Country music singer Lee Brice is opening up about certain less-than-tasty life changes that happened while dealing with the coronavirus.
“My taste kind of just got weird,” Brice says in an interview on the radio show “KLME 107.9’s Gunner & Cheyenne.”
He says, “Biscuits and gravy tasted like Comet,” comparing it to the cleaning disinfectant.
The South Carolina native spent his quarantine in his barn down the street from his house, where he was kept company by a new member of his family, a charcoal lab named Charlee. He showed his four-legged companion off in an Instagram post.
Also, CMT also tweeted out a photo of Brice and Charlee.
Wife Takes Care Of Kids While Lee Brice Quarantined
While he was quarantining in the barn, his wife, Sara, was at home with their three kids, sons Takoda, 12, and Ryker, 6, and daughter Trulee, 3.
“She’s stuck at home with them and she wants to go workout and do all this,” Brice told RADIO.com’s Katie & Company, adding that his wife had sent him “homemade soup” and “a bunch of vitamins and all these minerals and stuff, essential oils and crap. I did everything she asked me to do.”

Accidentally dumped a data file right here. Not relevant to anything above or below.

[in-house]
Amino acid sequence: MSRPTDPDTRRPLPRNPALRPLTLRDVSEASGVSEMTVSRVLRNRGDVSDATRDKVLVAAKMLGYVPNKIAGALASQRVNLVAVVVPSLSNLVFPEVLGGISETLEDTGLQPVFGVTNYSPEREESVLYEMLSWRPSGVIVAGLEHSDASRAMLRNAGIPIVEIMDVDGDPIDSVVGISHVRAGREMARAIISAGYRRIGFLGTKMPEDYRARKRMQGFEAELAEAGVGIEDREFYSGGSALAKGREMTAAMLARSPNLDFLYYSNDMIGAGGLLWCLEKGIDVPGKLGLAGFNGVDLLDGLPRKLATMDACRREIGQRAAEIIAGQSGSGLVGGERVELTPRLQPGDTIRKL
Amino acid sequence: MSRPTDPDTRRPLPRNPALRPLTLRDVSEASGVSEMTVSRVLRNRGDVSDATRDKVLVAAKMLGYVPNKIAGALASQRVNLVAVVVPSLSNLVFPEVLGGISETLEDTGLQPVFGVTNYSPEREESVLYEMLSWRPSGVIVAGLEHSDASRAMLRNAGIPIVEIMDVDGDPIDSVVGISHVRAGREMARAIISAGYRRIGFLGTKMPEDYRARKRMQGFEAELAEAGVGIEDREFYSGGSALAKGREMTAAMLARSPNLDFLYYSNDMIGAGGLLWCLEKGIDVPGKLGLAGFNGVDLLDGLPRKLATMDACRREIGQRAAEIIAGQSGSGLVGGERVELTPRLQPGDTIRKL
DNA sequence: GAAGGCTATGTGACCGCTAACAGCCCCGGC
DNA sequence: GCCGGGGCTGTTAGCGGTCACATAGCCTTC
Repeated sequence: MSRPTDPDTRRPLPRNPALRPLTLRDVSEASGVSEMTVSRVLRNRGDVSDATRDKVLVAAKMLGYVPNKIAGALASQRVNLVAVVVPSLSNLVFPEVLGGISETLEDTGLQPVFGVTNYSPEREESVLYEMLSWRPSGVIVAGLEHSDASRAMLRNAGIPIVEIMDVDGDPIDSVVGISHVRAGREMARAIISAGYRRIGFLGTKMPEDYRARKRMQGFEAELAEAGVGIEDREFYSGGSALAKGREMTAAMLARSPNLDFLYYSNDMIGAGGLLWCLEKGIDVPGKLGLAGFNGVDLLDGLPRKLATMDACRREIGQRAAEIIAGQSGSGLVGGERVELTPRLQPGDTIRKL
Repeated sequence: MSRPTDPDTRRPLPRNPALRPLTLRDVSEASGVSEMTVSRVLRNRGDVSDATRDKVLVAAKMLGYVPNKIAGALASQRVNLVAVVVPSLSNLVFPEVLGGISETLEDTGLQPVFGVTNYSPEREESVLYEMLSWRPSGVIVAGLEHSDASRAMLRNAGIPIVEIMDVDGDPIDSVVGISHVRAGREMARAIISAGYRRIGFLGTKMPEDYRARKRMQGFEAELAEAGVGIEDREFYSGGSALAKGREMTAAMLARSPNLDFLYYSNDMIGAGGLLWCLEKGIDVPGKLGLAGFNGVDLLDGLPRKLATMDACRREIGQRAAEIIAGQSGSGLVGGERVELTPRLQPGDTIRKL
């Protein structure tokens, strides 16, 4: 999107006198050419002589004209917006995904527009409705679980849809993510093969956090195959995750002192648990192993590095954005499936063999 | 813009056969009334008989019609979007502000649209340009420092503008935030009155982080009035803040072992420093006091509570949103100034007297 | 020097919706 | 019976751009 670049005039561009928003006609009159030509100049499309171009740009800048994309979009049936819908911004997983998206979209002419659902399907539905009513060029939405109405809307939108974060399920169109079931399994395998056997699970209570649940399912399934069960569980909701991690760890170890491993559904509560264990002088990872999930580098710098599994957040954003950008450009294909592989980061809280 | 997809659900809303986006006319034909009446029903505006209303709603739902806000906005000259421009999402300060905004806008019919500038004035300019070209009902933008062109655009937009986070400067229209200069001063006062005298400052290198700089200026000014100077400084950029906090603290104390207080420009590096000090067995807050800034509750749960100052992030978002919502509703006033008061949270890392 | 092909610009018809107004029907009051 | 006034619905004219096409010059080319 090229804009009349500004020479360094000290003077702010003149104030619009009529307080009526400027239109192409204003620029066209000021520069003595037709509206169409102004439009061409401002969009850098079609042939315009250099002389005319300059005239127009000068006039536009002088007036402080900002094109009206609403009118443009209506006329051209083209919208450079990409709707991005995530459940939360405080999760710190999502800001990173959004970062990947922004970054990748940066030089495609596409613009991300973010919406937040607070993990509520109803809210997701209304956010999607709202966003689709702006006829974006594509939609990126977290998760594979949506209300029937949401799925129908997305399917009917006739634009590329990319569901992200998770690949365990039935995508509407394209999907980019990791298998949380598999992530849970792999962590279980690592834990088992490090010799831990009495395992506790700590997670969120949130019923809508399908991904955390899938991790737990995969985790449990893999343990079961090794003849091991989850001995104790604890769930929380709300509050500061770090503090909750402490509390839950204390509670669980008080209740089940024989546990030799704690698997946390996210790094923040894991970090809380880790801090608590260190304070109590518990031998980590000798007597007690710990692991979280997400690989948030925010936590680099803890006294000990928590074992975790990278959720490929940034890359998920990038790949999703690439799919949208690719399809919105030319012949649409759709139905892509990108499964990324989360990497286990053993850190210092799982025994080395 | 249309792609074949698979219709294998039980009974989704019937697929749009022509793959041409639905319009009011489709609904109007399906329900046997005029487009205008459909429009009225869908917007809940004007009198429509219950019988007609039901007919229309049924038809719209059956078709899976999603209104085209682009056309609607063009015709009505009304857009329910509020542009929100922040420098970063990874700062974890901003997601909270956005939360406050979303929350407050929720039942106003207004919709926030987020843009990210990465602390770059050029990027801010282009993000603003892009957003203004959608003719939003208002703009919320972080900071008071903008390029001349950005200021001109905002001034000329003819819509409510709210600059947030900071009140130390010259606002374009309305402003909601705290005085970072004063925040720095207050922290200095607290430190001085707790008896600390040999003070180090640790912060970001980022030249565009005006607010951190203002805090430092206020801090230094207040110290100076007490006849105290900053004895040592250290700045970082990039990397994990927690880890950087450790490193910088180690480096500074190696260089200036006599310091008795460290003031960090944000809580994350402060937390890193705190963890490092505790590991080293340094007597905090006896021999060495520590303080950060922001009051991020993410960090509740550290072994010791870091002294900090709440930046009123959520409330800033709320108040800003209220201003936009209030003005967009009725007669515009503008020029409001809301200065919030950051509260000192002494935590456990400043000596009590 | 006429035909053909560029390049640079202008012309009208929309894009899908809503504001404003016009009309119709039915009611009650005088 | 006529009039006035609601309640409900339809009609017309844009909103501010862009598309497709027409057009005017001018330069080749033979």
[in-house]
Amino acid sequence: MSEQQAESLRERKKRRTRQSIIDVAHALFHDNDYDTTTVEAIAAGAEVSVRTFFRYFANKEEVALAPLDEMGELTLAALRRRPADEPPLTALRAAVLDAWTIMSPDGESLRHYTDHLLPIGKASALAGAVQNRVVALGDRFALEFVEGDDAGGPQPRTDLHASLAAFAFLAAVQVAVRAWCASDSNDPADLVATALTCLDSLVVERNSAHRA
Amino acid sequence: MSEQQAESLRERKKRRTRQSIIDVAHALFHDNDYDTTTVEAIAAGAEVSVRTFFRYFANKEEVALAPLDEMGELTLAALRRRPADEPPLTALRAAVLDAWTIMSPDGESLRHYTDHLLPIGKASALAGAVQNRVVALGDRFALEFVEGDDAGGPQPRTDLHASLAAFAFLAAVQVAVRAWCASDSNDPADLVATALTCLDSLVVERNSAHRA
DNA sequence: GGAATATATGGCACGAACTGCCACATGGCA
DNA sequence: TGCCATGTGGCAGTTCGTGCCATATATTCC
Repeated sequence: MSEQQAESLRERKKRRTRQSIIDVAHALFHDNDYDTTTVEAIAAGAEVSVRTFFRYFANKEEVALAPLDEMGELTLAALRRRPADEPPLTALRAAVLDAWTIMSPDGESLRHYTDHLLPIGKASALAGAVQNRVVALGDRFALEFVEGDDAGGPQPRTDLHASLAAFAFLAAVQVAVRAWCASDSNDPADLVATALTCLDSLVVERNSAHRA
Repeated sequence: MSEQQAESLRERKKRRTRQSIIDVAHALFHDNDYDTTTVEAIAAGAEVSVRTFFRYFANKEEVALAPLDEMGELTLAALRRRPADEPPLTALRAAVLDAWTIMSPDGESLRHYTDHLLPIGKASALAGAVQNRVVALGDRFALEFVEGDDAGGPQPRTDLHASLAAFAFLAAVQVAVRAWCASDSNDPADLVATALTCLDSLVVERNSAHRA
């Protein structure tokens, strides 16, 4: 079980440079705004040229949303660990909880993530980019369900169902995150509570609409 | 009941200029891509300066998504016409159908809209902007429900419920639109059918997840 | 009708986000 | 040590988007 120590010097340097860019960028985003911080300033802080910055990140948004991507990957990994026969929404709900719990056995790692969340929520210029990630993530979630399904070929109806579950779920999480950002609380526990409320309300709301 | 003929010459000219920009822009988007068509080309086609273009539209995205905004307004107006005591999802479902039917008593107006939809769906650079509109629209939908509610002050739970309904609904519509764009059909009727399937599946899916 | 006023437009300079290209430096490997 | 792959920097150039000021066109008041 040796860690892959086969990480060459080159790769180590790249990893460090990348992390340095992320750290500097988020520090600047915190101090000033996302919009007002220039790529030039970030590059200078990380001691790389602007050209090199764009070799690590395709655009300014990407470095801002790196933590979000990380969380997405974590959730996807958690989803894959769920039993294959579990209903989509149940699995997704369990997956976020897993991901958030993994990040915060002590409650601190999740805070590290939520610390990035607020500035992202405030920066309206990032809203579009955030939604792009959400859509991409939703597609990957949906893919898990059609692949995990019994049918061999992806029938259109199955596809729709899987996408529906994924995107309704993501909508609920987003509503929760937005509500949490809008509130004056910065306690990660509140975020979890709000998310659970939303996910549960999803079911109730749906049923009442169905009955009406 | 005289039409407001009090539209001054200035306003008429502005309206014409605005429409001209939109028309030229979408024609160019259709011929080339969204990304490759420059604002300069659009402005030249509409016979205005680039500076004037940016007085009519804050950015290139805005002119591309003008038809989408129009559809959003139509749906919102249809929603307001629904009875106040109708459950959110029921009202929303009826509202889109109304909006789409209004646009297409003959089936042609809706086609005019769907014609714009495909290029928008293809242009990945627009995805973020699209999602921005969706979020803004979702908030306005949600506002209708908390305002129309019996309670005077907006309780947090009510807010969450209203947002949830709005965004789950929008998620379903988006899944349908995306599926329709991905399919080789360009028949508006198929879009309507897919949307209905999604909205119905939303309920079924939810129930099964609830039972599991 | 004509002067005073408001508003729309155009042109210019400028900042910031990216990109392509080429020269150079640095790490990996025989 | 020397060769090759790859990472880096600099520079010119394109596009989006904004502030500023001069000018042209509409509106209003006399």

Brice Talks About Dealing With Bullies In His Life
Brice knows all about struggles, whether it is from an illness or bullies. He remembers his own experiences being bullied throughout middle school.
Brice tackles the subject of bullying with his song “Sons and Daughters,” which features on Brice’s album “Hey World.” The song encourages people to be empathetic and think before they judge or bully another. Brice also opened up about being a victim of bullying himself.
“I went through a time … where I was bullied really hard through middle school. A lot of it was mental,” Brice told Taste of Country. “I’d get ganged up on because I was so big, they knew they had to come like 50 of ‘em. But it was scary. So then with “Sons and Daughters” it was like I could see that happening via social media.”
Physically, Brice is a large man listed at 6-foot, 3-inches on Google, and he even described himself as being tall as a kid. But the group mentality of others made the future country singer feel small as a child. In the song, Brice tackles the subject of bullying on social media. It’s something that he even experienced as an adult and had to deal with. Social media bullying can be difficult to defend against.
“But there are kids every day — I hate that they take so much heart in what people, friends that they have and/or people that they don’t even know, say about them,” Brice said. “It’s such a type of bullying.”